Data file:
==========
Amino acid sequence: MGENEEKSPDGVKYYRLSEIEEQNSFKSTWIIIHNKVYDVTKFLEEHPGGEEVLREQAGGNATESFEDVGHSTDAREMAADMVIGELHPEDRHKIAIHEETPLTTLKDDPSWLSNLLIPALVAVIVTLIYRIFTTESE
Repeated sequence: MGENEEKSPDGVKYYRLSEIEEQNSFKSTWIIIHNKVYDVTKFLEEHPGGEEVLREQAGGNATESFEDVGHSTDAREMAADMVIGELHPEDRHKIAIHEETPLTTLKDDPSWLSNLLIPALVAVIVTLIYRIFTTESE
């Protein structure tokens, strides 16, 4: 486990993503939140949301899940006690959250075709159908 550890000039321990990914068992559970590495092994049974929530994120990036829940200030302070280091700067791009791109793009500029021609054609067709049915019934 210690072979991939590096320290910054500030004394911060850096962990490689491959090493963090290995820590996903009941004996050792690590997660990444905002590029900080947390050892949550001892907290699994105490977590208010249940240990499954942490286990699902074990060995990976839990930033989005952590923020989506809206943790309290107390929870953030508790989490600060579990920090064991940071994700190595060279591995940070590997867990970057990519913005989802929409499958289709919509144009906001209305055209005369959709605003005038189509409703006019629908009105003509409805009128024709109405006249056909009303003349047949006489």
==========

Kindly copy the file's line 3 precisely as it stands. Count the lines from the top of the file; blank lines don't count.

């Protein structure tokens, strides 16, 4: 486990993503939140949301899940006690959250075709159908 550890000039321990990914068992559970590495092994049974929530994120990036829940200030302070280091700067791009791109793009500029021609054609067709049915019934 210690072979991939590096320290910054500030004394911060850096962990490689491959090493963090290995820590996903009941004996050792690590997660990444905002590029900080947390050892949550001892907290699994105490977590208010249940240990499954942490286990699902074990060995990976839990930033989005952590923020989506809206943790309290107390929870953030508790989490600060579990920090064991940071994700190595060279591995940070590997867990970057990519913005989802929409499958289709919509144009906001209305055209005369959709605003005038189509409703006019629908009105003509409805009128024709109405006249056909009303003349047949006489």